So what is the doctrine of the atonement that this passage reflects? Is it penal substitution? No: although there are two places that hint at its foundations. Christ is nailed to the cross instead of a brigand, suffering the principale supplicium (supreme punishment) to absolve us of our principale tormentum (supreme torment). This, however, is more on the order of satisfaction or a variant of recapitulation, although certainly reflecting penal and substitutionary aspects of the atonement. Next, Christ is raised between heaven and earth to reconcile God and humanity, “between whom there had been great hatred.” This odium that Christ did away with fairly clearly reflects the propitiatory aspects of the crucifixion. So while the entire section reflects a theocentric understanding of the crucifixion, penal substitution is not its foundation. What the entirety of this passage is based on, I would argue, is Christ’s death as a sacrifice of propitiation and expiation made by God to God.

The source text of Rufinus, and Fortunatus’ summary thereof up to the quoted passage, is in parts “demonocentric:” in other words, it sees Christ’s crucifixion as the conquest of the devil.[9] Thus the cross is called a tropaeum, a trophy, of Christ’s victory—and ours. We see this image at the start of the Pange lingua as well. Yet intermixed with this image in the Pange lingua is that notion of the cross as a place of sacrifice: “The redeemer of the world, though sacrificed, was victorious.” Or better: “The redeemer of the world, sacrificed, was victorious;” immolatus is the term used, and reflects the concept of Christ as the sacrificial lamb by whose shed blood we are forgiven. In the Expositio symboli we find the same intermixing, this time by a deliberate insertion from Fortunatus himself of an original passage.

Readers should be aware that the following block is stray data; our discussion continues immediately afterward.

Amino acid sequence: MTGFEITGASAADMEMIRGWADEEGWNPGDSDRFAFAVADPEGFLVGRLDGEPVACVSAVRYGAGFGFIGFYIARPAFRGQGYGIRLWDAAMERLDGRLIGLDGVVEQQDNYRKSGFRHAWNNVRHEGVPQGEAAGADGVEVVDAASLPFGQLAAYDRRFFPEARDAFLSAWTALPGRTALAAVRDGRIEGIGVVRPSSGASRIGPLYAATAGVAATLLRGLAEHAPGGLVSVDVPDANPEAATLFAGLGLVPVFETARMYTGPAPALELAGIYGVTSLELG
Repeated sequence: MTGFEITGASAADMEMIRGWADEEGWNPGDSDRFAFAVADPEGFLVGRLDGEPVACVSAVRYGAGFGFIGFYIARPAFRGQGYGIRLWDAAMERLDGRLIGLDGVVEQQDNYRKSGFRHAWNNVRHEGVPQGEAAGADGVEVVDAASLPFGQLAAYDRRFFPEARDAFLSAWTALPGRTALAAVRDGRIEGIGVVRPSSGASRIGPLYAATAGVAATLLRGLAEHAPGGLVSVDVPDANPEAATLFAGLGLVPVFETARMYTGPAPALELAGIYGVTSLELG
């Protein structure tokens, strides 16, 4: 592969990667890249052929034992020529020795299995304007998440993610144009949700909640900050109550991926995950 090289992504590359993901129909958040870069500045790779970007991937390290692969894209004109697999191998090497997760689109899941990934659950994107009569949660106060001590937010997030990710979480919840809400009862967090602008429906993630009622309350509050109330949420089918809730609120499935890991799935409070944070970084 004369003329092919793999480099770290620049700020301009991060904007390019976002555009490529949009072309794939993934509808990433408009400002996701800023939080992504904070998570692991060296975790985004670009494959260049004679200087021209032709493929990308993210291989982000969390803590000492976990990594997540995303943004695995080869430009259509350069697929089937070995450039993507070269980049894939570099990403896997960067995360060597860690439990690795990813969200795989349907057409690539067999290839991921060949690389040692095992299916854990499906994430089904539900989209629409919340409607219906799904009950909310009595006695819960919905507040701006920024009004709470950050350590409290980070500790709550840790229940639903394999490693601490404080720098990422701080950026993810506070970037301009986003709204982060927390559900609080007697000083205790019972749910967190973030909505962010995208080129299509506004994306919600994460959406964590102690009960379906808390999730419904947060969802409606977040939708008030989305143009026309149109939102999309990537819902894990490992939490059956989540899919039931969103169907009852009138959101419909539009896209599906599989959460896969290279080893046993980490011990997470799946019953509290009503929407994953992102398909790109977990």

This section on the cross, with two exceptions, reflects the various aspects of a sacrifice for sin. Expiation, because Christ cleanses the world from sin in God’s sight; propitiation, because he does away with the odium between God and humanity. There is also ransom—although the sacrificial blood provides that, and there is no mention of the recipient of the ransom—and recapitulation, since the act done at the tree of death in Eden is redeemed by the tree of life on Calvary. The theocentricity of the atonement comes through clearly in this passage. Thus what might we conclude about Fortunatus’ doctrine of the atonement? It is surely significant that he adapted his source (Rufinus) in such a way as to emphasize the sacrificial and theocentric aspects of the crucifixion. While he delighted in the imagery of triumph and recapitulation, the centre for Fortunatus is sacrifice. He writes in his other great hymn the Vexilla regis: “His body pierced with nails, his arms and legs extended, to bring redemption he was sacrificed as victim here.”[10] Or in another poem on the cross, the Crux benedicta nitet, he writes: “The blessed cross shines bright, where the Lord incarnate hung and with his own blood washes clean our wounds, where gentle in his loving mercy he became a sacrifice for us and, a holy lamb, saved his sheep from the jaws of the wolf.”[11]